John Miller, player/coach of the Brussels Kangaroos and a reporter for a major American newspaper, is back chronicling his team’s 2009 season in his weekly column that will appear every Monday on mister-baseball.com.
Growing up in Brussels, I fell in love with baseball and journalism via the International Herald Tribune. My dad brought it home every day. Sometimes, I paid 50 Belgian francs to buy a copy myself.
I turned to the sports, first checking the standings and line scores. (Later, I would graduate to politics and international affairs.) This was the late 1980s. The object of my affection, the Baltimore Orioles, were always something like 34-45 .425 16½.
On Tuesdays, I think it was, the paper printed the names and statistics of the league leaders. I played spot the Bird, proudly settling my eyes on “Wins– Boddiker 5-2, 3:23”
At the time, the paper was jointly owned by the Washington Post and the New York Times. I grew up reading the best sportswriters on the East Coast, men like Ira Berkow, Maury Allen and Tom Boswell.
In October, the paper printed entire pages of playoff coverage. I clipped the stories and pasted them in lined notebooks. I read the pieces over and over again, and wrote my own analysis in long-hand.
Bowell was, and is, my favorite. He writes about baseball with a precious mix of wit, humor and old-fashioned love. He was the first reporter to openly challenge a player, Jose Canseco, for using steroids. I collected anthologies of his work. Thirty times, I’ve read his recounting of the 1982 Orioles near-championship season, “Bred to a harder thing than triumph”.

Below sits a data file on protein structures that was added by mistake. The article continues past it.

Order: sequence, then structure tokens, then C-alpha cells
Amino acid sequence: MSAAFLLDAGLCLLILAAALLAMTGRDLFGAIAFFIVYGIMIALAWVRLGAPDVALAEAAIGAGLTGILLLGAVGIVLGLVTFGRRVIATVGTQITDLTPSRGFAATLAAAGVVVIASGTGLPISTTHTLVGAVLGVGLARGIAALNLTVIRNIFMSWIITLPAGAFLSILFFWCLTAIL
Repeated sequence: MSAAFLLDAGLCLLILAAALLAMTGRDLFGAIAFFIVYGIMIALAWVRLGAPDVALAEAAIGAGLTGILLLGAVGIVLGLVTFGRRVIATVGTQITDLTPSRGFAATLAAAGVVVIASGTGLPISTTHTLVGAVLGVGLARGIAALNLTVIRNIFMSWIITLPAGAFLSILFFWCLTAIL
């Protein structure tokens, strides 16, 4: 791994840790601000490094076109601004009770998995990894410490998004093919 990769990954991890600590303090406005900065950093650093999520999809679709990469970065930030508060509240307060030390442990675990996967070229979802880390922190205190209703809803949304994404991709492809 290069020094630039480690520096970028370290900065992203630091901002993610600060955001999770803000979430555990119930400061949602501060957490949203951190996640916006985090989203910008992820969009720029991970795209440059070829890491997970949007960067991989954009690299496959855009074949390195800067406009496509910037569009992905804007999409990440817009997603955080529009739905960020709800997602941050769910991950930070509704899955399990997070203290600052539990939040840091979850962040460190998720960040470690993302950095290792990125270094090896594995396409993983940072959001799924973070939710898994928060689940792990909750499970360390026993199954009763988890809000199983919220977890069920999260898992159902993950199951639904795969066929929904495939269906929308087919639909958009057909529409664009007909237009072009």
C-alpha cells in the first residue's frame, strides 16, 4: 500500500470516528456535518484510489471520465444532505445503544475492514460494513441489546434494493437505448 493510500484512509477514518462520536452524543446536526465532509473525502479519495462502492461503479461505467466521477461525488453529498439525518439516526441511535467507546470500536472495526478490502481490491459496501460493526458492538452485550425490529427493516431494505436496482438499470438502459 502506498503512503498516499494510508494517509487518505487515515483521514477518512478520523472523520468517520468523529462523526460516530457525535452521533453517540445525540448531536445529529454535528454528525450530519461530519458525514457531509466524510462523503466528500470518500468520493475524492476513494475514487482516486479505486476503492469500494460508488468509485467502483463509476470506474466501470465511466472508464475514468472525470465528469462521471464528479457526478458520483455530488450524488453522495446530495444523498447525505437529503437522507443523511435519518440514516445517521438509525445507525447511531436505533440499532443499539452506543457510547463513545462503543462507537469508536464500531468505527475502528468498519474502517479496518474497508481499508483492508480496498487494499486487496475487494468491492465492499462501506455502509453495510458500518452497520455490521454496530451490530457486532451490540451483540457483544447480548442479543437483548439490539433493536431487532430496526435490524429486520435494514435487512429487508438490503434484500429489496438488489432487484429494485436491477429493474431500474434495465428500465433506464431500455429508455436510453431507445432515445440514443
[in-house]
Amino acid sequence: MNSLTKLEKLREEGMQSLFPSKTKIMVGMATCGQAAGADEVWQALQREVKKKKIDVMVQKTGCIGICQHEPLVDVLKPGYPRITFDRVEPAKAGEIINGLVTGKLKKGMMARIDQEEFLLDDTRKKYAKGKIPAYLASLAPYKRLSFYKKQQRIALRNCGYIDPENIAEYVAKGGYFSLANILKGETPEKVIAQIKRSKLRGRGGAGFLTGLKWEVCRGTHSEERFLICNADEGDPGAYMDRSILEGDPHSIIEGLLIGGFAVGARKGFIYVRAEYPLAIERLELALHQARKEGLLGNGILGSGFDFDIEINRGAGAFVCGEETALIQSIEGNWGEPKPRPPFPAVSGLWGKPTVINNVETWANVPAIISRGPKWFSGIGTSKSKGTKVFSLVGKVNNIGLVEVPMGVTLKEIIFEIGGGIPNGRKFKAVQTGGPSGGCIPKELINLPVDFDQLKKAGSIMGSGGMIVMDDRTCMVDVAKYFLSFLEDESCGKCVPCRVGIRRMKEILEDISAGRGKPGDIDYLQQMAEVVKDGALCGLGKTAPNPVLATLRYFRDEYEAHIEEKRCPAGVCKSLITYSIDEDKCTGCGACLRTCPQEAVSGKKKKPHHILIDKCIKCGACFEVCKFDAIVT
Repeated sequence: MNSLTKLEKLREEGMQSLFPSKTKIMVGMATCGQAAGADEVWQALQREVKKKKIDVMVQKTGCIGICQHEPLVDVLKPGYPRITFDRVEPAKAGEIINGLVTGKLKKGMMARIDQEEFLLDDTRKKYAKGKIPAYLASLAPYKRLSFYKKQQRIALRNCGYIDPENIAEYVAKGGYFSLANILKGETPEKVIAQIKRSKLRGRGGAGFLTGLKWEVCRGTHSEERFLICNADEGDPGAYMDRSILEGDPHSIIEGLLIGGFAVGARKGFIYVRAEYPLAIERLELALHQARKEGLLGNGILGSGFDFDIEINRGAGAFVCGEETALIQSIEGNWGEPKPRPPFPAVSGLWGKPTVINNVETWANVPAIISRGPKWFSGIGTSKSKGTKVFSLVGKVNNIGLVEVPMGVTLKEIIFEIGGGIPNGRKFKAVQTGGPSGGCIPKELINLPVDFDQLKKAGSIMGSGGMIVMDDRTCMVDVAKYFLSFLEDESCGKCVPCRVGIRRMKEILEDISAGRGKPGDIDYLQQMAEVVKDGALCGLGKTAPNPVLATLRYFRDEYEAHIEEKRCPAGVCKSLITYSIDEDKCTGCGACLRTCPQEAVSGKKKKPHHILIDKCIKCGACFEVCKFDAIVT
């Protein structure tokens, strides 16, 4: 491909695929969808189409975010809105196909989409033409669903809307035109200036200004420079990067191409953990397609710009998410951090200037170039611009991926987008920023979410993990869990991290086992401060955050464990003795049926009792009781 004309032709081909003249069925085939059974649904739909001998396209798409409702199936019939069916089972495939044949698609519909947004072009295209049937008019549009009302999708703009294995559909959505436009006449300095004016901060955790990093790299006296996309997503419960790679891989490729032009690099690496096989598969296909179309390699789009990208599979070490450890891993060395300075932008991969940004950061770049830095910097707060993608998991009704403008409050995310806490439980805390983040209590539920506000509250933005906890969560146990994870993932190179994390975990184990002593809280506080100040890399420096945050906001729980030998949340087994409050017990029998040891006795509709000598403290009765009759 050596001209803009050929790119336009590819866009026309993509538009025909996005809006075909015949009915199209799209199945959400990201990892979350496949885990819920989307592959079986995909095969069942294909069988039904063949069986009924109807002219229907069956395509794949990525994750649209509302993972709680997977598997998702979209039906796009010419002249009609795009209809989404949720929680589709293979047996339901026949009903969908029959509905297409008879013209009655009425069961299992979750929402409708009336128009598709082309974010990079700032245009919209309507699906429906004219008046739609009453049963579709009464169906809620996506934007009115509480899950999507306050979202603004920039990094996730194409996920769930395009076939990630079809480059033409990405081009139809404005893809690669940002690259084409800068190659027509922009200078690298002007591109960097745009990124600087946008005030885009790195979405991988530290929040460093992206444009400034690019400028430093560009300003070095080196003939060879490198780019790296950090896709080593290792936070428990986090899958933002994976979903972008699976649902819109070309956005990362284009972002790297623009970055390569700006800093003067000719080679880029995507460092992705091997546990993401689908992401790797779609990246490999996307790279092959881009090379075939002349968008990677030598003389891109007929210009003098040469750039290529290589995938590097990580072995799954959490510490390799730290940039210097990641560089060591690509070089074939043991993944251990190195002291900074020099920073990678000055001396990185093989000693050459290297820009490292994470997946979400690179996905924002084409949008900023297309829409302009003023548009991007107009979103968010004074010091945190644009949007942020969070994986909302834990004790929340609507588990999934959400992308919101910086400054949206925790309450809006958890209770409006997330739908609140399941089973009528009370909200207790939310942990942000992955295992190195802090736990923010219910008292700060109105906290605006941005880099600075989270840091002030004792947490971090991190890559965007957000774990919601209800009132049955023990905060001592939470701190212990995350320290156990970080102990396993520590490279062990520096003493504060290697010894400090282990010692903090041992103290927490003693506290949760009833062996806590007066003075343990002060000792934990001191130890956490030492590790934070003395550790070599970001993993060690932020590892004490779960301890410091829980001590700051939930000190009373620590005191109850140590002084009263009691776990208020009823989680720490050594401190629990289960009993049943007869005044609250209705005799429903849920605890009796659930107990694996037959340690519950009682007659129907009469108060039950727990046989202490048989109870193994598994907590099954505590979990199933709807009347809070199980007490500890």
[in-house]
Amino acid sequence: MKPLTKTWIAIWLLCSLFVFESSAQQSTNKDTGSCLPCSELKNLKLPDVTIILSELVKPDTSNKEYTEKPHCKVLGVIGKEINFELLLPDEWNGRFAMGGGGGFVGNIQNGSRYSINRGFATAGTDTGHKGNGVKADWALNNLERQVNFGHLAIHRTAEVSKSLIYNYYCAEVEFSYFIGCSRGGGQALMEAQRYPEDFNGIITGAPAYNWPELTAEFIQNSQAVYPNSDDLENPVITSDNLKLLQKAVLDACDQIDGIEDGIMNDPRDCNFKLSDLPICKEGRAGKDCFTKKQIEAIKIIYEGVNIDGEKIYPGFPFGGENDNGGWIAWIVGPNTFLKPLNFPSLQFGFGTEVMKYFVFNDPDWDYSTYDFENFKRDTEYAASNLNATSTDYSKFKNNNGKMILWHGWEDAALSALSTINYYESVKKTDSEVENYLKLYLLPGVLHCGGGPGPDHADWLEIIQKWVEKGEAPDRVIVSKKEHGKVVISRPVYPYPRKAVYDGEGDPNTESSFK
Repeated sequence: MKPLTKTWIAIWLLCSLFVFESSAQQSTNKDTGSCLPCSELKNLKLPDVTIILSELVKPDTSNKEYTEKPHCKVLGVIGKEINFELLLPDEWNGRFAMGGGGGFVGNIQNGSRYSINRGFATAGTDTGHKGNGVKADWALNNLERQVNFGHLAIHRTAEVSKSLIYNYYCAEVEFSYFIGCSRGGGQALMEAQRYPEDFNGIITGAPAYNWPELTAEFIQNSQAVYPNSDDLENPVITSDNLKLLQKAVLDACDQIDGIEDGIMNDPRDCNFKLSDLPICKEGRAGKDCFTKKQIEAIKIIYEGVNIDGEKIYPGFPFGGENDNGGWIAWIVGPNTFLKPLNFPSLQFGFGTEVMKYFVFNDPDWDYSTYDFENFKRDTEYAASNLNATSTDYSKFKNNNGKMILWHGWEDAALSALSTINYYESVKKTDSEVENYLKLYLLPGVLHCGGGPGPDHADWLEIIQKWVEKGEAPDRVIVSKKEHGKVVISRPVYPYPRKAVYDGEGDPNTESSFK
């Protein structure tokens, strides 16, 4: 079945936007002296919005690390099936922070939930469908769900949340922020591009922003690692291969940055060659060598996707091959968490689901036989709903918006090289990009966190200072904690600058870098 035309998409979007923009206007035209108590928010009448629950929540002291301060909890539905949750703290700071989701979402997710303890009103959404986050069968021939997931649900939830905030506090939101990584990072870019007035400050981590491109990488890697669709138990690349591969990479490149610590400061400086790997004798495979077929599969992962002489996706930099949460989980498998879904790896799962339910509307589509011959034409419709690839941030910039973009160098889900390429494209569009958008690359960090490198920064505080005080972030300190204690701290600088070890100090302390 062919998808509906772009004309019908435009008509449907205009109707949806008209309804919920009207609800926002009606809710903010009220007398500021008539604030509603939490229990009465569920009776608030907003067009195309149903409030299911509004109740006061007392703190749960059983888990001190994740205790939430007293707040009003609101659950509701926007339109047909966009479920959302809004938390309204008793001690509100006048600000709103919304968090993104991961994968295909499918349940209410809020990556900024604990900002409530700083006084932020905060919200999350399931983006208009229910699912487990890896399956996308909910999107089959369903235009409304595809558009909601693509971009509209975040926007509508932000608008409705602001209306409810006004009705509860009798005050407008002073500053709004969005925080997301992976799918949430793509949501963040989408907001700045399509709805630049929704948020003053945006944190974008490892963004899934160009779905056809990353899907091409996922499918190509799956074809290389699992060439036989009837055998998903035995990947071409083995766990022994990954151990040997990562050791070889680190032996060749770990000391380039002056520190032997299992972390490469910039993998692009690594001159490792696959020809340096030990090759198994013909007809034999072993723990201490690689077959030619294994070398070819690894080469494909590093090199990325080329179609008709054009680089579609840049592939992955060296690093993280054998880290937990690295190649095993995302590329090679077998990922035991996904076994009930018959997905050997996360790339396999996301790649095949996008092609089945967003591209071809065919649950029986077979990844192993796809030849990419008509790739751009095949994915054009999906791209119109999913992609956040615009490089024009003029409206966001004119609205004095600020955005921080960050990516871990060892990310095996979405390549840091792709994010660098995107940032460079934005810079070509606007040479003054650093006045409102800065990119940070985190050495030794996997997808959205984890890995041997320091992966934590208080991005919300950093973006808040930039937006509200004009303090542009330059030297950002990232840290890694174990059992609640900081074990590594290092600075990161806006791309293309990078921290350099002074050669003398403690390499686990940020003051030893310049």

Two months ago, he wrote a column celebrating the Dutch national team’s big wins over the Dominican Republic. When he responded to an email about European baseball, I felt like a kid shortstop getting a missive from Jeter.
One of Boswell’s best-known columns is “99 reasons why baseball is better than football.” (Nbr 1: Bands. See entire list here).
In that spirit, here’s 10 reasons why baseball is better than European soccer:
- Fake injuries.
- 0-0 ties. Nuf said.
- Baseball has room for everybody. A fat, slow guy can pitch or play first. In soccer, there’s only one position for slow runners.
- Substitution. What’s the point of carrying 22 players if you can only use three in a game? Baseball makes relief pitchers and pinch-hitters part of the drama.
- The clock in soccer is silly. The tactics used to delay the game, like fake injuries, substitutions and long kicks into the stands, turn the game into an 80-minute contest.
- Baseball is a game of small battles with definite outcomes. There’s pitcher vs. hitter, runner vs. base-stealer, hitter vs. defense. Every play has a winner, and adds to or takes away from the possibility of getting a run. Soccer is thousands of indefinable actions whose implications aren’t clear. Score!
- In soccer, you can hide by passing or avoid the ball. In baseball, if you go 0-for-4, everybody will know.
- Baseball is a sunny day in the bleachers with your kids. Soccer is a rainy night, standing up, with other people’s kids.
- Penalties are too important in soccer. A ref’s mistake can pick the winner. Baseball umpires make hundreds of calls per game. Their mistakes even out. They rarely decide who wins. No foul or offside rule on game-winning homeruns.
- It ain’t over till it’s over. In baseball, teams can win after trailing at the penultimate point. In soccer, teams never win when trailing by three scores in the 88th minute.
Send your 10 reasons why baseball is better than European soccer to firstname.lastname@example.org. Let’s try to get to 100.